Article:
I’ve never been a big reader, but have always wished that I was. The way Hanya Yanagihara, editor of The New York Times Style Magazine, describes the power of a story to take hold of you only reinforces this desire. Our imagination sparked by the what if possibilities that literature affords an author is so exciting. The world that an author can create is truly a testament to the power of the mind and artistic expression. As Yanagihara points out, as an audience we tend be more drawn to stories that are outlandish and exaggerated. They catch our attention because they are different from our experiences, and perhaps encompass that which is not possible for us to experience in our life, making them even more alluring.
She goes on to discuss the art form of theater and what it is that draws us to this particular art form, one of the oldest. Similar to other art forms that we seek for entertainment and out of intellectual curiosity, like movies or concerts, theater offers us the suspension of our own reality for a short time while we’re witnessing what’s playing out in front of us. Like film, theater also affords us the opportunity to watch a human experience as an outsider looking in, removed from the action, but yet feeling all of the emotions of the characters that we’re watching. Unlike movies or concerts though, there is something more immediate and intimate about theater since the characters acting out these life-like scenarios are doing so right in front of our noses and we can literally touch them with our own hands.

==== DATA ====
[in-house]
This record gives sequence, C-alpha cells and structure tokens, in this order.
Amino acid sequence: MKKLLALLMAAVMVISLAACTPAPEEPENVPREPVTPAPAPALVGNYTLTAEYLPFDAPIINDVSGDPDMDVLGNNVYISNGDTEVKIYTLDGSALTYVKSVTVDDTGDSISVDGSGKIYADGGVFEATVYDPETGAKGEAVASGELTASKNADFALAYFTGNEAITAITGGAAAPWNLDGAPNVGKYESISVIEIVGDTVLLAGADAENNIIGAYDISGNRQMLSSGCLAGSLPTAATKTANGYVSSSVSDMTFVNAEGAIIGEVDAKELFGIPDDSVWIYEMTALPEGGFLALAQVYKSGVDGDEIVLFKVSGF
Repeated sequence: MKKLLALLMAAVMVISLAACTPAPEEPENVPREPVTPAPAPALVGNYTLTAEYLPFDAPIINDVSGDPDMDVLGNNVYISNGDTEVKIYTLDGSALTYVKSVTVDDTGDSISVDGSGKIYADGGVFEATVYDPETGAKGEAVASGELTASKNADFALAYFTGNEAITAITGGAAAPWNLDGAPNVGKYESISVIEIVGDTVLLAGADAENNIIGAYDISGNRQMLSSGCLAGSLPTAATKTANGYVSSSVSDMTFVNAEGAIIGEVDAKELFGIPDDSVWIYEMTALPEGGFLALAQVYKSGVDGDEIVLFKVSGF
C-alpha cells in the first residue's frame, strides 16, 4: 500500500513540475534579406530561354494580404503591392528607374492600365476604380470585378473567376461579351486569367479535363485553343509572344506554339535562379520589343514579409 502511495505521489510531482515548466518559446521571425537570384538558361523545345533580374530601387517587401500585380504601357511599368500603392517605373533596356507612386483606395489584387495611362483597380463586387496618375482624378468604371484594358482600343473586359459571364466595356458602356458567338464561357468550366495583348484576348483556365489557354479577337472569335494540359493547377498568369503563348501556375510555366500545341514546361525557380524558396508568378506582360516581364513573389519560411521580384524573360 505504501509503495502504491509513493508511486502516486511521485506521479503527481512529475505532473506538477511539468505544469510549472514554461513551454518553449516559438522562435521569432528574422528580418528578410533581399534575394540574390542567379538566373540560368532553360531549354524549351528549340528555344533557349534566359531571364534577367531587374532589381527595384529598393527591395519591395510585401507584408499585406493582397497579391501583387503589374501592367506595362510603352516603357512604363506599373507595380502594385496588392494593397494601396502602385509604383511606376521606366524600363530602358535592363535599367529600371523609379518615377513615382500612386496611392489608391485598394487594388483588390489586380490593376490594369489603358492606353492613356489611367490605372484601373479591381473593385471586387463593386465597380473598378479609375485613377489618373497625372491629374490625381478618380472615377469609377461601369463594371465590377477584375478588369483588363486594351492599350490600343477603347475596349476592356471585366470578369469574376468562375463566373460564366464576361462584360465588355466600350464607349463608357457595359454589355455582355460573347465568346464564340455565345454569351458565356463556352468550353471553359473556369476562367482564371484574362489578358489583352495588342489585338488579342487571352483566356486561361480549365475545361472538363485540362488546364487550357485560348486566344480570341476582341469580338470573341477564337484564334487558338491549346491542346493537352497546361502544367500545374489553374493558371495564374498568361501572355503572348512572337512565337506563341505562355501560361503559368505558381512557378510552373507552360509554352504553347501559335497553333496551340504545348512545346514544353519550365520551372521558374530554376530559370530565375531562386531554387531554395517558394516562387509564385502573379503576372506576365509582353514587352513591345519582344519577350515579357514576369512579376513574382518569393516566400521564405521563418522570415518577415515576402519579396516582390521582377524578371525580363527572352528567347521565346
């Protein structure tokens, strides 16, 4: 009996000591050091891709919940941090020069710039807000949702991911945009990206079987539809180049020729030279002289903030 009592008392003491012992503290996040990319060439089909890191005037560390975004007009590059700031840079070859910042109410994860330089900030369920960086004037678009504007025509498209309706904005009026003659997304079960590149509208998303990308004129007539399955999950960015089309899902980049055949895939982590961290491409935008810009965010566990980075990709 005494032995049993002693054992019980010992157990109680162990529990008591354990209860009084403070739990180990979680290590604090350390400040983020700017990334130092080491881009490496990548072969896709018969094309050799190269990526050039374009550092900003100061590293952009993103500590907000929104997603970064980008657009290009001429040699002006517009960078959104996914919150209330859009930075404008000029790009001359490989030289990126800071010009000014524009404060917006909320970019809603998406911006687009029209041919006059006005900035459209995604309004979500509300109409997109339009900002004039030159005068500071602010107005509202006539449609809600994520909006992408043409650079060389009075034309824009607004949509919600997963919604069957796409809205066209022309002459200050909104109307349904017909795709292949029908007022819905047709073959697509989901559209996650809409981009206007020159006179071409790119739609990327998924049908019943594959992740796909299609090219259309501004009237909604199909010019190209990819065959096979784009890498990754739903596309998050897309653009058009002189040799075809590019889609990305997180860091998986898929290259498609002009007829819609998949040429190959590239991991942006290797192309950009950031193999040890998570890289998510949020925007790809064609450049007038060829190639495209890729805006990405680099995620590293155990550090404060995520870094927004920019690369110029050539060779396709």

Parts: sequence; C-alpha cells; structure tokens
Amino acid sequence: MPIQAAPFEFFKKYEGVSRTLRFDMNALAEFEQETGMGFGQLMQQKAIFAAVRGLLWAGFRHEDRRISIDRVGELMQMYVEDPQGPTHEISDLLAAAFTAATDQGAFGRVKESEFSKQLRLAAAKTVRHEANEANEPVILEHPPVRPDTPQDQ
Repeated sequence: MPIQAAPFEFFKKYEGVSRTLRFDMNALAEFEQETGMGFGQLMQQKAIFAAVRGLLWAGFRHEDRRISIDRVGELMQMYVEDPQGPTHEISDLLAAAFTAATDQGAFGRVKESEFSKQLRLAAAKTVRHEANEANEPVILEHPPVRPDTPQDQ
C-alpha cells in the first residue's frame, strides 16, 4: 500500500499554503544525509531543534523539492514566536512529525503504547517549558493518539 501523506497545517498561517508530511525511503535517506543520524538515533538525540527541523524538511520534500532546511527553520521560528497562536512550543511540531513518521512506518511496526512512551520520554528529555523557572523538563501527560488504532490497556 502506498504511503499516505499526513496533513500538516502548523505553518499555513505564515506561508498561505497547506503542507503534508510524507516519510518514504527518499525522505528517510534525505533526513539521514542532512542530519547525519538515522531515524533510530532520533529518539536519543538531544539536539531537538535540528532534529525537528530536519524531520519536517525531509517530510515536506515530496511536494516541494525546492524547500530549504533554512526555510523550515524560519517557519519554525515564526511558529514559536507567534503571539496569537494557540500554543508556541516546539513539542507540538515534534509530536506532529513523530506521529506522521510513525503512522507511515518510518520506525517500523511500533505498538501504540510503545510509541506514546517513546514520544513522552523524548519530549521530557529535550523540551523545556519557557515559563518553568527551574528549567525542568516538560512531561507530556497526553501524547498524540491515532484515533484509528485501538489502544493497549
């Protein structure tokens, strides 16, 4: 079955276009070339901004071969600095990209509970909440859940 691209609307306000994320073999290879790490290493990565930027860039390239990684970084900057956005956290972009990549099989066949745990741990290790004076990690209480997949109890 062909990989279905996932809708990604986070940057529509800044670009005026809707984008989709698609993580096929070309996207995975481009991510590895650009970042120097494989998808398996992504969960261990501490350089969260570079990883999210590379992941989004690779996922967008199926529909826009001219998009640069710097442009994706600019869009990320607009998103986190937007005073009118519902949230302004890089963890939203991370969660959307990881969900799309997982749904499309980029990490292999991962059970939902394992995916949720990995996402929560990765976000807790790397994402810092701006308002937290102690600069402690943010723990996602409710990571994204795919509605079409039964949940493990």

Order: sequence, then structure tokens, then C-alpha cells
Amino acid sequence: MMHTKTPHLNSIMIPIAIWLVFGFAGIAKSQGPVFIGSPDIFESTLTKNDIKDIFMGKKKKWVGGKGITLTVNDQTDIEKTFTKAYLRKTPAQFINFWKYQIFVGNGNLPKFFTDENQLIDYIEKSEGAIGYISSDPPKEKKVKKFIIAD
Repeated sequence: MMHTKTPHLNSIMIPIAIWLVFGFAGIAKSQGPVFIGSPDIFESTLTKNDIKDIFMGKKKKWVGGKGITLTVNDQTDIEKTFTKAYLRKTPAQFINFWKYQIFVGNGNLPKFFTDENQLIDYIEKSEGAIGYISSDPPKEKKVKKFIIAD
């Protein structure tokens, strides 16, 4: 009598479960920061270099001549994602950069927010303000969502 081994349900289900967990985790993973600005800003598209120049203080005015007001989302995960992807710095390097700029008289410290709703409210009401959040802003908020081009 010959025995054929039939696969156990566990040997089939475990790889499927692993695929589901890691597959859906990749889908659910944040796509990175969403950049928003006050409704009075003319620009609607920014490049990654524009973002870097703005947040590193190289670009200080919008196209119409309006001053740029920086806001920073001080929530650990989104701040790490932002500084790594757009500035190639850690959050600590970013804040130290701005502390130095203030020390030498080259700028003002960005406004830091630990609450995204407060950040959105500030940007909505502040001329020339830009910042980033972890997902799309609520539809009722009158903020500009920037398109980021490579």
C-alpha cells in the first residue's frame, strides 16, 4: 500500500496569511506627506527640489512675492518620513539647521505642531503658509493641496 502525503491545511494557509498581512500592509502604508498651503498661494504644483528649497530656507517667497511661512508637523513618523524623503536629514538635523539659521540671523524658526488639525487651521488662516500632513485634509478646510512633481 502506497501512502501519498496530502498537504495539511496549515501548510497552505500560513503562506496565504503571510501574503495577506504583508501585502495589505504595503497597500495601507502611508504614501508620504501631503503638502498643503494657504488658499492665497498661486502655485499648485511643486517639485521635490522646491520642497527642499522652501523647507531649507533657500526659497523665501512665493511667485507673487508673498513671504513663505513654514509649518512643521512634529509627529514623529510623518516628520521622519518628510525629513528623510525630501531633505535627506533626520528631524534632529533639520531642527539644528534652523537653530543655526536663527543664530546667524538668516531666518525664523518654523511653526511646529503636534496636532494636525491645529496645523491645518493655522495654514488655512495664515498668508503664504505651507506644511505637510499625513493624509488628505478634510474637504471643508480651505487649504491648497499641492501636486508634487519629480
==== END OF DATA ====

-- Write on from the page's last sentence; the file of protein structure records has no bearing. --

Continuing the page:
What I love about the arts is their promise of teaching us something about ourselves, both about our human nature and our individual complexities, as they reflect back to us a clarity and a challenge that leaves us with more questions to investigate. All at once, this duality carries on the intrigue that draws us to the arts in the first place.